Policeman shot in hand in J'lem

Ras el-Amud rioters lightly wound cop; 14 others hurt in unrest, 60 arrested.

issawiya hamas flag arab riot 311 (photo credit: Ariel Jerozolimski)
issawiya hamas flag arab riot 311
(photo credit: Ariel Jerozolimski)
Just as east Jerusalem violence appeared to have subsided, an Israelipoliceman was lightly wounded on Tuesday evening when he was shot in the hand in Ras el-Amud.
The policeman, a member of the elite Yasam unit, was evacuated to the capital’s Hadassa Mount Scopus Hospital.
Security forces were searching for the assailant.
The attack came at the end of a day of unrest in which 60 Arab rioters were arrested and fourteen policemen were wounded.
After a morning of violent clashes, during which dozens of masked Palestinians hurled rocks at Israeli police and burnt tires invarious east Jerusalem neighborhoods, order was restored to the capitalfor a brief interlude on Tuesday afternoon, with the exception ofShuafat, where sporadic clashes were still being reported.
Sixty Palestinians were arrested on suspicion of stone-throwing and disruptions. Inaddition, a Jewish activist who attempted to enter the Temple Mountthrough the Mughrabi Gate was arrested after he attacked policemenbarring his way.
Intotal, fourteen border policeman and security personnel were lightlywounded during Tuesday's clashes. Four were evacuated for medicalattention, and the rest were treated at the scene.
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At one point, police used stun grenades to disperse dozens of Arabs whowere blocking the Majlis Gate, one of the Old City entrances to theTemple Mount. The protesters, some of them chanting slogans, werepushed back into the nearby Via Dolorosa.
Israel Police Insp.-Gen. David Cohen completed a tour of the WesternWall plaza, from where he proceeded to a tour of the recentlyrededicated Hurva synagogue.
Speaking to reporters, Cohen said he wasn't concerned that the unrestwould spread to become a "third intifada," and that by Sunday theaugmented police presence in the capital would drop back to normal.Cohen also blamed the recent violence on the Arab leadership, who,according to the inspector general, were inciting their public.
Earlier Tuesday, two buses carrying Arabs from the North to Jerusalemwere turned back by police, who suspected that the passengers wereheeding the call to take part in unrest in the capital. One passengerwas arrested after he attacked a policeman who boarded the bus.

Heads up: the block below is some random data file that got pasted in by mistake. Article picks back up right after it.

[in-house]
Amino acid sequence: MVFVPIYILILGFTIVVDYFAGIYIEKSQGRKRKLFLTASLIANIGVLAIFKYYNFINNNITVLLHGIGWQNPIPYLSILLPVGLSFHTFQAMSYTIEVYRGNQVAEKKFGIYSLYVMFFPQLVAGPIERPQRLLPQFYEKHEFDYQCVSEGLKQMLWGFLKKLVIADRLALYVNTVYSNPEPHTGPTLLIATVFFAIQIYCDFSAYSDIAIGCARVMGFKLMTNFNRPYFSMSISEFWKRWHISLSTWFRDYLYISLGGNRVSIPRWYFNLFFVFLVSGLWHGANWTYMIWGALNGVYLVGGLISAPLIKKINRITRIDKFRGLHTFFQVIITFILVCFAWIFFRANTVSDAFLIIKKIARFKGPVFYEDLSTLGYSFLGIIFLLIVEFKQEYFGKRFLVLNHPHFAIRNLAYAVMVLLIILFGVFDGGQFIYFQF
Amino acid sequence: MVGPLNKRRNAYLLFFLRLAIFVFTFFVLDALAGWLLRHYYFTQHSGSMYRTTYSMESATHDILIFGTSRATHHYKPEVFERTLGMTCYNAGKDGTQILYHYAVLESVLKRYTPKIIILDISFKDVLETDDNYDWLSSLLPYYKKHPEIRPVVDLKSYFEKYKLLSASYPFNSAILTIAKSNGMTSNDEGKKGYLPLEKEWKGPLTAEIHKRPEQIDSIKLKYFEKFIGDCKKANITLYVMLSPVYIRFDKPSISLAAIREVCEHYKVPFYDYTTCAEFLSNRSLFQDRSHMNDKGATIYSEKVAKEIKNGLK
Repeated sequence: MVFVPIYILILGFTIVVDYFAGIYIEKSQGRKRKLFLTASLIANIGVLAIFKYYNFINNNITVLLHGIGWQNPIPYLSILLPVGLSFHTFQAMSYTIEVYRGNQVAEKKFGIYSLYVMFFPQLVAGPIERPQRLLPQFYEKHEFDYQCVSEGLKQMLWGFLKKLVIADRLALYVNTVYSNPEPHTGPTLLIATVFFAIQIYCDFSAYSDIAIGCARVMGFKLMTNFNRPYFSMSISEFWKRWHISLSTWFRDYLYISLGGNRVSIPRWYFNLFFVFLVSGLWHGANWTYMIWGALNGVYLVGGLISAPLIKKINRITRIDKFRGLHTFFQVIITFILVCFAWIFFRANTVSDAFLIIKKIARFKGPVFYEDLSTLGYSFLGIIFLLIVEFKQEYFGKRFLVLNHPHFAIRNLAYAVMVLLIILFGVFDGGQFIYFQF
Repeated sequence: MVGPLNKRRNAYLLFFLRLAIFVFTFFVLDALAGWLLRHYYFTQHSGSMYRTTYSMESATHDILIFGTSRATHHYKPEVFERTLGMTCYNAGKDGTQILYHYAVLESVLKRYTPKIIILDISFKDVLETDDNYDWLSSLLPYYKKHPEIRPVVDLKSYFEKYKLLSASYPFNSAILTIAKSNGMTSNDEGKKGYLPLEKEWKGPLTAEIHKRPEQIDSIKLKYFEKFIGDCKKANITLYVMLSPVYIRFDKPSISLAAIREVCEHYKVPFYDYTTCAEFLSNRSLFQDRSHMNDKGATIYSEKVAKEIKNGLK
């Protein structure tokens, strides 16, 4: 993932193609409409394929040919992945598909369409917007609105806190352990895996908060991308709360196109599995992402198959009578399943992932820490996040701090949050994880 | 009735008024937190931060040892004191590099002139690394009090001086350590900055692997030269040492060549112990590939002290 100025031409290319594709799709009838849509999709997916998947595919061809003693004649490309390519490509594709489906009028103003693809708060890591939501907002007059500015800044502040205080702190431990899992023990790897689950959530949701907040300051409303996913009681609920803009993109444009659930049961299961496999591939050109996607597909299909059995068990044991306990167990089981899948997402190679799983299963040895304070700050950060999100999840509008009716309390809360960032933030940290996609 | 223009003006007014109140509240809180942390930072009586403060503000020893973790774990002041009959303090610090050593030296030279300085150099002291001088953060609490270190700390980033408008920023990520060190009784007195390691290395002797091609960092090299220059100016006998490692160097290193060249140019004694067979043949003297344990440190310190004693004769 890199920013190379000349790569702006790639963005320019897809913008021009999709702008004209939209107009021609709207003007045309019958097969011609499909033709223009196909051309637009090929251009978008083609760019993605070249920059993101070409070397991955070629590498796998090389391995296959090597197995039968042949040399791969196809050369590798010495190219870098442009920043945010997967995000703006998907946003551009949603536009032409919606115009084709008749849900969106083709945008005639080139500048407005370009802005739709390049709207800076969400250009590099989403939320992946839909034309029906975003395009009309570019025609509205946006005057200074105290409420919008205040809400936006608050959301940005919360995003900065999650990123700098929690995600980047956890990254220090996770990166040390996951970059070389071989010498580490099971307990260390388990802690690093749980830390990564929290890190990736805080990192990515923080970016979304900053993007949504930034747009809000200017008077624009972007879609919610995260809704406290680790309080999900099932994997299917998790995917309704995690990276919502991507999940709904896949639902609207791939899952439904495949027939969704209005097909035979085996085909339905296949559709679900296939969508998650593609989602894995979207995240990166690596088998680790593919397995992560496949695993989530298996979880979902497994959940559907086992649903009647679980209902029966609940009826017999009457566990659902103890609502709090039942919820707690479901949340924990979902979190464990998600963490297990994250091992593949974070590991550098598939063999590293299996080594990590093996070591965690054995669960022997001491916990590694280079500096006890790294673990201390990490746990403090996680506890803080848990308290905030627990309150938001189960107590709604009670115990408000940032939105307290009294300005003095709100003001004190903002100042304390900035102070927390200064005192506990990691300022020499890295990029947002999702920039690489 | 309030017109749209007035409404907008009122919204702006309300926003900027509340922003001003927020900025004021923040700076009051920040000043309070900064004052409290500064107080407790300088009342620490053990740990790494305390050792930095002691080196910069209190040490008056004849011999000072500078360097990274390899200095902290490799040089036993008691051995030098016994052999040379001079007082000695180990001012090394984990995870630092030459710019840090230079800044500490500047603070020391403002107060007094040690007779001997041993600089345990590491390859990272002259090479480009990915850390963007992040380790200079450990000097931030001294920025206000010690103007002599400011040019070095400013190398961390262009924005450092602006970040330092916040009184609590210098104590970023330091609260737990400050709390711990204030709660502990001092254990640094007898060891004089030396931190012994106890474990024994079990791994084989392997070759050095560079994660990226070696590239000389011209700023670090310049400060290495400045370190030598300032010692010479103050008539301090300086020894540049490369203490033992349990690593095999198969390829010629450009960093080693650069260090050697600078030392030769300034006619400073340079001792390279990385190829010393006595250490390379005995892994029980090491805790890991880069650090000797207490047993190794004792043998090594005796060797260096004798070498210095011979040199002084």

In addition, dozens of buses carrying hundreds of Israeli Beduin fromthe Negev will make their way to Jerusalem every day this week, toprotest what they say are Israeli threats against the Aksa Mosque onthe Temple Mount.
The protests, organized largely by the Islamic Movement in Israel, will include busloads of protesters from the Galilee as well.
Jews “have no right to the Temple Mount,” Rahat Mayor Faiz Abu Sehaba,whose Negev city of some 45,000 inhabitants is the country’s largestBeduin community, told The Jerusalem Post on Monday, citing Jewishteachings that says that Jews cannot go onto the Temple Mount beforethe arrival of the messiah.
Abu Sehaba, a member of the Islamic Movement in Israel’s “moremoderate” southern branch, said that while busloads leave Rahat for theAksa compound every day, this week far more would make the journey, tobring the masses to protest what they see as threats to the foundationof the mosque from Israeli archeological digs nearby.
“We feel that there is a threat to the foundations of the Aksa Mosque,”Abu Sehaba said. “It would threaten the peace of the entire Middle Eastif, God forbid, something were to happen to the building.”
“We don’t want this, we want peace, not a new war in the Middle East,” he said.
“Religious Jews know about the ban on going to the Temple Mount,” the Rahat mayor said.
He blamed “settlers and right-wing Jews” for heading to the site for the sake of “provocation and politics.”
In the West Bank on Monday, former Palestinian Authority prime ministerAhmed Qurei warned that if construction were to continue in Jewishneighborhoods in east Jerusalem, together with the continued demolitionof Arab homes there, “another intifada will break out.”
Speaking to reporters in Abu Dis, Qurei added, “If the situationremains at this level, regardless of whether we take the decision ornot, [a third intifada] is coming. If Israel continues these practices,it is coming.”
Yaakov Katz contributed to this report.